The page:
“Plot & Structure”: A Game Changer and Life Saver

I have been working on my book for four years now, and it pains me to say that I have begun my FOURTH rewrite. A book by me will be published eventually, I promise. I’d rather have a well-polished book published in five years than a thrown-together book published in five months.

Every time I think I’m done with writing this novel, I find out new information that changes everything. For some reason, I can’t just make little changes here and there. If something is wrong with my book, the whole book needs to be changed.

James Scott Bell’s Plot and Structure was what inspired this fourth round of edits. I’d love to show you all a time lapse of how my book has changed. It started as a bunch of random ideas in my journal, and then became edited random ideas from my journal typed into a Google Docs file, and then became edited random ideas that now had a plot in a Google Docs file, and is now finally (hopefully) a story put together by random ideas that now make sense because the book has, you guessed it, plot and structure.

I’ve learned through this book that I am not a structure type when it comes to writing. With everything else, I’m a type A personality, from being ten minutes early to everything, to organizing my work space every day. When I’m writing, all I want to do is start a timer and let the words fly from my brain to my fingers. I’ll often meet writers who have their characters’ back stories on post-it notes, stuck together on vision boards with strings connecting each character with each idea, setting, theme, symbol, and scene. That kind of planning makes my brain hurt, and makes writing (for me) incredibly painful.

I prefer to meet my characters midway through the book, after I’ve created a preliminary personality about them. After all, we don’t ever know everything about people when we first meet them, right? It takes time to grow a relationship and learn details about them as time progresses. That’s how my characters are formed, and that’s how I develop a story. You meet them the same time that I do, because I love to be surprised while I’m writing!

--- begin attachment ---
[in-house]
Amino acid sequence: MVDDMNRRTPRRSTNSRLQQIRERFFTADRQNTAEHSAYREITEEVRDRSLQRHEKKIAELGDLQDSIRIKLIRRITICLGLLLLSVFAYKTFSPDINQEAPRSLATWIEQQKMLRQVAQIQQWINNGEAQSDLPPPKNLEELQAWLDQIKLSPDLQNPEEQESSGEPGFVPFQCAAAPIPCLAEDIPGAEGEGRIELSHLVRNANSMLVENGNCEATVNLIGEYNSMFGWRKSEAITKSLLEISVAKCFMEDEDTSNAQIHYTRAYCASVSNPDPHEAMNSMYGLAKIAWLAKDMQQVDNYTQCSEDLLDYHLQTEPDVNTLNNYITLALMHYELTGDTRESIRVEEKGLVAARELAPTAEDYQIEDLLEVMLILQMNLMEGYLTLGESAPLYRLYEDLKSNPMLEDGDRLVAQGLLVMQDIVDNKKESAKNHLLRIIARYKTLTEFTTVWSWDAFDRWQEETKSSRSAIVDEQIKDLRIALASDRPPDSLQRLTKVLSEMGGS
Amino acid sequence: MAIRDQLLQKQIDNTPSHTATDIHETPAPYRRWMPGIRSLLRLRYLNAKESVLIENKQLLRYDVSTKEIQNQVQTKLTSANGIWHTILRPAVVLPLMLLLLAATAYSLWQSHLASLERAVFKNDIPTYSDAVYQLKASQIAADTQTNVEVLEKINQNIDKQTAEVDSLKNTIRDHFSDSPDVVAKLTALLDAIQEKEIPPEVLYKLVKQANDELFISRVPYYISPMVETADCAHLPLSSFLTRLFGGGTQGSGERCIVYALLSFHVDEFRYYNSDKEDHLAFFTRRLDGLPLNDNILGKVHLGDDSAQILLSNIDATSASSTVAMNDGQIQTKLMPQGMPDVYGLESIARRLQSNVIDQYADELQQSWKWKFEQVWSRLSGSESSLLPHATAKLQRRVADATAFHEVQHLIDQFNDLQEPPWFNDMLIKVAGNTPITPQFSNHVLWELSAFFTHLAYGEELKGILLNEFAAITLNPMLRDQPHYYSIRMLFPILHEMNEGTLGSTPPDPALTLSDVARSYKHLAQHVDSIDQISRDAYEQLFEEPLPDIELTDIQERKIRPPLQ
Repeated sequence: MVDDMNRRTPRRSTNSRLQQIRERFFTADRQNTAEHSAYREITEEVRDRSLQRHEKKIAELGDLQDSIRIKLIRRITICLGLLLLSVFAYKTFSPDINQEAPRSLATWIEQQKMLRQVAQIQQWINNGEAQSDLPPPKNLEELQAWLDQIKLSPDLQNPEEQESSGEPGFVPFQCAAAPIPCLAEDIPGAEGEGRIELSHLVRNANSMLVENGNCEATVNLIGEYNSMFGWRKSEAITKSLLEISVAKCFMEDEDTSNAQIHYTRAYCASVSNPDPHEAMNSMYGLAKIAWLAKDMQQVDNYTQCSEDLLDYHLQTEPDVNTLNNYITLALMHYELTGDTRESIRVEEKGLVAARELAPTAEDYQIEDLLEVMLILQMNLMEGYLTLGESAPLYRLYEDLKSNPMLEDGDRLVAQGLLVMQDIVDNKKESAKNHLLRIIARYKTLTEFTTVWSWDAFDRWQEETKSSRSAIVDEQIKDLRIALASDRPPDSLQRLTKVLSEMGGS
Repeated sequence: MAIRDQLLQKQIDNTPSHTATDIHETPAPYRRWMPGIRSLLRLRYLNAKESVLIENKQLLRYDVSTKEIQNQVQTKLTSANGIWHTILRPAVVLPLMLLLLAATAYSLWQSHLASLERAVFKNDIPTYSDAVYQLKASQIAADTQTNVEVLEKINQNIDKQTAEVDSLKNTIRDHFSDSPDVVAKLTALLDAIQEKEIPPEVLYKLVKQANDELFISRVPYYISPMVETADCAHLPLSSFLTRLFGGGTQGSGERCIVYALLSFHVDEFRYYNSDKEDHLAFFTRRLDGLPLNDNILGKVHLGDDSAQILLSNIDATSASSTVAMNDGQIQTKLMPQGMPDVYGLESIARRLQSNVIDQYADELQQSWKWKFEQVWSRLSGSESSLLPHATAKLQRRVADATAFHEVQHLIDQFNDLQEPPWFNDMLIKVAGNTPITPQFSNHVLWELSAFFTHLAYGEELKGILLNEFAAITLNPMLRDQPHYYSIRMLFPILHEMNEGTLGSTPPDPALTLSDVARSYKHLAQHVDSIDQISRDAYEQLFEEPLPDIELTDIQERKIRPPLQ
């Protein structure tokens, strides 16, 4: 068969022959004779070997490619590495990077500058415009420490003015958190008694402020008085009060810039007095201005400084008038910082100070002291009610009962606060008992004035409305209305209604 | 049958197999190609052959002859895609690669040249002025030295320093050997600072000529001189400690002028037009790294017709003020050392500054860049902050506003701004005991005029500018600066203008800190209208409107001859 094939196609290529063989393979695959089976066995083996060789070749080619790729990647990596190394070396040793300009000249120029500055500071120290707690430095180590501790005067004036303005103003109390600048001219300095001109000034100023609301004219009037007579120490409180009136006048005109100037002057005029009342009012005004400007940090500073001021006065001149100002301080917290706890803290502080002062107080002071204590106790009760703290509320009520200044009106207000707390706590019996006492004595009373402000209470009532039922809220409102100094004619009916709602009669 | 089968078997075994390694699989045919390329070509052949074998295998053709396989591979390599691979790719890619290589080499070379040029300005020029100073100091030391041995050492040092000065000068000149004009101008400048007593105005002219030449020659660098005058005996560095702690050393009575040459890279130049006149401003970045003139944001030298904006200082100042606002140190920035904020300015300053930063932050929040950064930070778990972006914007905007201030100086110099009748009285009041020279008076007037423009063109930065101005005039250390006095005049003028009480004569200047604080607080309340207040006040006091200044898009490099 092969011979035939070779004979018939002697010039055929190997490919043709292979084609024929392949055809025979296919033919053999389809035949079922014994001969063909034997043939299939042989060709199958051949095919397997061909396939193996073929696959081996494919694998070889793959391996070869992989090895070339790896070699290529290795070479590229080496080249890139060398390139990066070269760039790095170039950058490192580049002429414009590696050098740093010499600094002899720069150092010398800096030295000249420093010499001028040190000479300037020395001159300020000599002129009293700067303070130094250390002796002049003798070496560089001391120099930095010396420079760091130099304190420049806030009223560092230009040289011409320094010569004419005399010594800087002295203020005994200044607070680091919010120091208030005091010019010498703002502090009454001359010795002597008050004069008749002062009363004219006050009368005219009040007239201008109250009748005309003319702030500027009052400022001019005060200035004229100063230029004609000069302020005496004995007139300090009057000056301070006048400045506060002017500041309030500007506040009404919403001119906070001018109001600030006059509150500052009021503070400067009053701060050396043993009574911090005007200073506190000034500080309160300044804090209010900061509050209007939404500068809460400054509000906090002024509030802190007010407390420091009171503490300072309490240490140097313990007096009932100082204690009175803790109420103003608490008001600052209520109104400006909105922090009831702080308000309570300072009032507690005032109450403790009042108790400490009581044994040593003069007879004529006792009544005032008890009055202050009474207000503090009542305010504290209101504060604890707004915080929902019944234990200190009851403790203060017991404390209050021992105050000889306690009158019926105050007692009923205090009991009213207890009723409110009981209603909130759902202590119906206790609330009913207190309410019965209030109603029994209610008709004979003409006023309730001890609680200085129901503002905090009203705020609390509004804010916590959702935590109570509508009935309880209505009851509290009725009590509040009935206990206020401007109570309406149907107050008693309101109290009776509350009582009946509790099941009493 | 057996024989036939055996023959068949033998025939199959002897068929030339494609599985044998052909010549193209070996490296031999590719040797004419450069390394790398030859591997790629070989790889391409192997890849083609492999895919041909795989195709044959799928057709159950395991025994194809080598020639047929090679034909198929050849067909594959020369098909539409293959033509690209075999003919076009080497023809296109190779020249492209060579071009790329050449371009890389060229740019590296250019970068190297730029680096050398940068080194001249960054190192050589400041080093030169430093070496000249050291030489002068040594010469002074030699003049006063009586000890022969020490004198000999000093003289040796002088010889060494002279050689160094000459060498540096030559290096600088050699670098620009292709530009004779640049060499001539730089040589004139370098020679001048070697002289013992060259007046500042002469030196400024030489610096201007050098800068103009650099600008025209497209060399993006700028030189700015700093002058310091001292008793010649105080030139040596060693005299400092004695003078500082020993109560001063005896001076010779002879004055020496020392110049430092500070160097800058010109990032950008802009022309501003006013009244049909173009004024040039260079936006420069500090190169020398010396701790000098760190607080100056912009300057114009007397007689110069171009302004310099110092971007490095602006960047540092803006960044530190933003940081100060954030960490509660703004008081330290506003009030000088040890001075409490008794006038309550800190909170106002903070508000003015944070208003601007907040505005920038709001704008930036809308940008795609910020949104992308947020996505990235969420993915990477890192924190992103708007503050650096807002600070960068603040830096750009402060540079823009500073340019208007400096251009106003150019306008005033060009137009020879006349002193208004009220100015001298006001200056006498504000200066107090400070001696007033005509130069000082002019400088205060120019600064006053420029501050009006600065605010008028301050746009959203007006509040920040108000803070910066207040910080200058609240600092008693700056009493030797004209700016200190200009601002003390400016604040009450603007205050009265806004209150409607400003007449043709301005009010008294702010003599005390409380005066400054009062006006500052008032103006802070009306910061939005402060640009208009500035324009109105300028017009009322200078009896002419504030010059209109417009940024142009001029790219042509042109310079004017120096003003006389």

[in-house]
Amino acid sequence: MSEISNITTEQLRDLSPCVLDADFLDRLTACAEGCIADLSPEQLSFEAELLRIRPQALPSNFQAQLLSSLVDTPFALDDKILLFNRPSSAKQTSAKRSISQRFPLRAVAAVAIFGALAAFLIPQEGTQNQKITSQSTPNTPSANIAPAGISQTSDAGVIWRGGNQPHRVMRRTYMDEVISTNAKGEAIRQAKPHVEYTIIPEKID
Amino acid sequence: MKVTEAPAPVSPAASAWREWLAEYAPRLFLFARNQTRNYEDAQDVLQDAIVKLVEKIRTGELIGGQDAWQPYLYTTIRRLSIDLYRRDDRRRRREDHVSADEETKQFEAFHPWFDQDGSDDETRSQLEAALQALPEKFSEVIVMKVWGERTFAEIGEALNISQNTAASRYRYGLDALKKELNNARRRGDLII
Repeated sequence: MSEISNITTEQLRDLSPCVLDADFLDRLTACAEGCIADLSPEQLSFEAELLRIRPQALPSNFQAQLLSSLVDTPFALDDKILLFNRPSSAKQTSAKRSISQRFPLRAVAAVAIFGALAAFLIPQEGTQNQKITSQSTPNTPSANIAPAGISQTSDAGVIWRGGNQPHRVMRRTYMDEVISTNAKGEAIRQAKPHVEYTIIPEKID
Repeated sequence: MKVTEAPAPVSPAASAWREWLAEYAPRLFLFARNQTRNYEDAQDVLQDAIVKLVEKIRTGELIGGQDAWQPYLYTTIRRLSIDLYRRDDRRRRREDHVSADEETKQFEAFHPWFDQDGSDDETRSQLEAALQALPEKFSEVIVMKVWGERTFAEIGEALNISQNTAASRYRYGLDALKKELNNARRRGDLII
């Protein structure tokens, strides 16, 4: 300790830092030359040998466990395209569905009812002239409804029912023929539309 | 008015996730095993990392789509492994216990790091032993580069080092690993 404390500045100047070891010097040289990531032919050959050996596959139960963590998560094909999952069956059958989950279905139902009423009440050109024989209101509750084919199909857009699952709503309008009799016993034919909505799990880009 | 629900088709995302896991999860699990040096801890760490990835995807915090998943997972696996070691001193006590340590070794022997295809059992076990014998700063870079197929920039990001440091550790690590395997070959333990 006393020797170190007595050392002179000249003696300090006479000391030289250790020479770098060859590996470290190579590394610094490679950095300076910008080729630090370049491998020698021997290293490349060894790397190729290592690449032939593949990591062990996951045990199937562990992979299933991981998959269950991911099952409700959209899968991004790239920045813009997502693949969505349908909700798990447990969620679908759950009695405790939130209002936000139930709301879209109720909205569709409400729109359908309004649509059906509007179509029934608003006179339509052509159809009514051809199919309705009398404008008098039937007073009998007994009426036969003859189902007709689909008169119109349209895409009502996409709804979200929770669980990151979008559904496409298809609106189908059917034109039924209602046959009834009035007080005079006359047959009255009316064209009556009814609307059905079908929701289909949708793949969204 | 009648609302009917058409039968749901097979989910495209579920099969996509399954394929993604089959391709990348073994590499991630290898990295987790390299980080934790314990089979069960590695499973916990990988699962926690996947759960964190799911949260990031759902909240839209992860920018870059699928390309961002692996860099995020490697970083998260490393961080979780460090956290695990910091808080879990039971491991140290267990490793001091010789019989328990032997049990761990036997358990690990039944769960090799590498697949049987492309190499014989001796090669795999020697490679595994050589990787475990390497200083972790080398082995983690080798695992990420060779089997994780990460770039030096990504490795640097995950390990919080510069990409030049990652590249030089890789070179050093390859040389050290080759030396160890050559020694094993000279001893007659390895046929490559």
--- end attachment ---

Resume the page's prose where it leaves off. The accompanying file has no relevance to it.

Although I learned a lot more than this simple point from the book, my one takeaway is that I can be both the outline person and the non-outline person. I can be the free spirit writer and the structured writer. A little bit of structure may help me save time on rewriting my book a million times (guilty as charged!) but a little bit of spontaneity can help the structured people be more creative in their writing.

During this fourth rewrite, I have brainstormed how I want my book to go through bullet points, rough ideas. Then, as those points come up in the story, I cross them off my list. Usually, the bullet point works for each part of the story, but if it doesn’t, I don’t use it! I’m free to create, while also free to provide structure for my book. It’s like I’m cruising on the highway, but there are guardrails on the road so I don’t drive off a cliff.

I believe this point is most helpful for those who are writing academic papers as well. You might not know where to start, but you can create an outline to give you a general idea of the direction of your paper. When you have that guideline, you can cruise through the rest of the paper; by that point, you’ll know enough about the rules to write freely!

By the time you read this, I’ll be at a writer’s conference, getting feedback for my book from wise people who have blazed the trail before me. Please keep me in your prayers as my beautiful work of art is being perfected piece by piece. I am confident that God is forming this story into one that will heal, transform, and bring hope to those who need it. Thank you for your continued support!

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